“Don’t Look Now” (Italian: A Venezia… un Dicembre rosso shocking) is a 1973 independent British-Italian film directed by Nicolas Roeg. It is a thriller adapted from the short story by Daphne du Maurier. Julie Christie and Donald Sutherland portray a married couple who travel to Venice following the recent accidental death of their daughter, after the husband accepts a commission to restore a church. They encounter two sisters, one of whom claims to be clairvoyant and informs them that their daughter is trying to contact them and warn them of danger. The husband at first dismisses their claims, but starts to experience mysterious sightings himself. The score was written by Pino Donaggio.
Italian film music in general and especially the scores written in the 60s and 70s or 80s represents for me the pinnacle of romantic film music; there is nothing more beautiful and intimate than a score written by an Italian composer and I’m not even only referring to legends like Morricone, Donaggio, Rota or Cipriani; there is something in the Italian school of film music that’s unparalleled and I’ve been toying for years with the idea of launching a site dedicated only to Italian film music. Maybe I will someday. For now let’s focus on this score and on the opening cue “I Colori Di Dicembere (Laura’s Theme)” which is the vocal rendition of the main theme, another thing specific and delightful in Italian scores. It’s not my favourite voice Edda Del’Orso but Iva Zanicchi who sings with the same heartbreak and passion that’s common for the women of that country.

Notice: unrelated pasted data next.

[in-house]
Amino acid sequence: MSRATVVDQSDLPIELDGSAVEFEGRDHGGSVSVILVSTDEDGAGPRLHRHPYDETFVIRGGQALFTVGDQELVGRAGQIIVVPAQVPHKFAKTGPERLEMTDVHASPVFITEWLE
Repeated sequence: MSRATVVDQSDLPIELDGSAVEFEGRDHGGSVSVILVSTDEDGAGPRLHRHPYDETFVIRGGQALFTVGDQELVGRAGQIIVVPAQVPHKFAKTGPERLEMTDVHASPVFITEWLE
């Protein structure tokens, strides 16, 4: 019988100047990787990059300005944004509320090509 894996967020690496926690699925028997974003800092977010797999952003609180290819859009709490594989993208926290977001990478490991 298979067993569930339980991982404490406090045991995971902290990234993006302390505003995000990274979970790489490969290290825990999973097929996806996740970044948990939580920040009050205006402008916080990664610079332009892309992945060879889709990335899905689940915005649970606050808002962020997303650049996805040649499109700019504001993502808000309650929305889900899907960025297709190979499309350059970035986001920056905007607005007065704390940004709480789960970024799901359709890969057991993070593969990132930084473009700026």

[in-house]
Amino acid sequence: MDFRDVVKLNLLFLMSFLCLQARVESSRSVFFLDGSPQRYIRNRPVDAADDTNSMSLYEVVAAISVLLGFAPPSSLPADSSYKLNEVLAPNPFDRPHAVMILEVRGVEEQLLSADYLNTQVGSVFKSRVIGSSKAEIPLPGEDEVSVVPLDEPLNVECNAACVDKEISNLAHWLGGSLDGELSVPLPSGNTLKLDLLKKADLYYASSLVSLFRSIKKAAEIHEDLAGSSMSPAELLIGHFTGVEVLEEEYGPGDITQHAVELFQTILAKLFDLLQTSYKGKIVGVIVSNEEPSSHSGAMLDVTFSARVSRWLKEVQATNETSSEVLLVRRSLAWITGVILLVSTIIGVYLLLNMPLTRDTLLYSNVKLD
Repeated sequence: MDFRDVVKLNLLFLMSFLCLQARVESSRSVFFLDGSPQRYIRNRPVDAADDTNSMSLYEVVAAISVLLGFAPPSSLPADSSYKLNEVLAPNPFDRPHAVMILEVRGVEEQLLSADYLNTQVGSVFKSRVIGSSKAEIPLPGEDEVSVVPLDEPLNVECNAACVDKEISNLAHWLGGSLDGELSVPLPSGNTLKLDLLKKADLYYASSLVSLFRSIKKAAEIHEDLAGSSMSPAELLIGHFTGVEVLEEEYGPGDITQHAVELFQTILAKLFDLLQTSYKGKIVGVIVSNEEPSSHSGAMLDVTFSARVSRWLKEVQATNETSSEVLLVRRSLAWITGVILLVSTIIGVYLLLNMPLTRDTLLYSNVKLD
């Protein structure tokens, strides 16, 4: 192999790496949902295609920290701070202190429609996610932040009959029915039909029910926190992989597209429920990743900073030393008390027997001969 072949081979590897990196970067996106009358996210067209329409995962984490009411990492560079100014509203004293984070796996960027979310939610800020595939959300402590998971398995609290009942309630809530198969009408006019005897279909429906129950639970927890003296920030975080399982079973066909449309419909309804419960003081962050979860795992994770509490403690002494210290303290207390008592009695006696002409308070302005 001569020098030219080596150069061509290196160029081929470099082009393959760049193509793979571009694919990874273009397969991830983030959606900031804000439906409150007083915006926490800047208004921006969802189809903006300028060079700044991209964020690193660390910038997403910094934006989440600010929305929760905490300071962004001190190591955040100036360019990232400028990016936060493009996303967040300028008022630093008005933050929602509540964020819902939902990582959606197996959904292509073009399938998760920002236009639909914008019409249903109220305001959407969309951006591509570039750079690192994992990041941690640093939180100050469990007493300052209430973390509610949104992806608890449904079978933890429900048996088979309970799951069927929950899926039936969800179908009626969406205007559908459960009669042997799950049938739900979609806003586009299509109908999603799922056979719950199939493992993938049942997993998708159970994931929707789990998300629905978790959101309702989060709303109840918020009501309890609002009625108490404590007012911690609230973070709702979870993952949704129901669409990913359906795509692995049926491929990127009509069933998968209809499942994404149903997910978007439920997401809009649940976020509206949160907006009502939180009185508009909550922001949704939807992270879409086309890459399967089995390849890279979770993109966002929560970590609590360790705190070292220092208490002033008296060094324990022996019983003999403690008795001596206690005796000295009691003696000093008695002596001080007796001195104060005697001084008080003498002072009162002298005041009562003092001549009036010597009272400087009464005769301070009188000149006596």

This story isn’t romantic or light, of course, but no matter what the topic you will find a romantic theme in an Italian movie score because it’s in the nature and blood of the composers to write like that. “Laura’s theme” is candid and “John’s theme (love scene)” is an even more innocent piano and flute theme; for me the sound of the flute is the ultimate representation of tenderness in a cue. That warmth is quite suddenly replaced though by ice cold chills in “Christine is dead” which is a dark string based cue that makes me think of Alfred Hitchcock movies. This duality works very well in “Don’t look now”: the romance alternates with the thick suspense and I get the feeling of a proper musical story.
Nothing beats the main theme though, “I colori di dicembre” (or “Laura’s theme”) which awakens every fibre of Italian music nostalgia in me. It’s everything I could wish or hope for, with love, passion and emotion to spare; I love how this theme blends into “Searching for Laura” which is a frantic string chase cue that gets my adrenaline pumping.
There’s really nothing I could ask more from a 70s thriller score, especially one written by Pink Donaggio; the standalone listening experience is as rewarding and intense as the movie itself with the mix of romance, tension and action. Even more than 40 years later the music stays meaningful and enjoyable; “Don’t look now” hasn’t aged a bit and discovering it today will be just as pleasant as listening to it in context for the first time.
Cue rating: 94 / 100
Total minutes of excellence: 22 / 34
Album excellence: 65%
I Colori Di Dicembere (Laura’s Theme) (Vocal Version) (Iva Zanicchi)
Christine Is Dead
John’s Theme (Love Scene)
John’s Theme (Laura Leaves Venice)
I Colori Di Dicembre (Laura’s Theme I)
Searching For Laura (Pt.1)
I Colori Di Dicembre (Laura’s Theme II)
Searching For Laura (Pt.2)
Laura Comes Back
I Colori Di Dicembere (Laura’s Theme: The Last Farewell)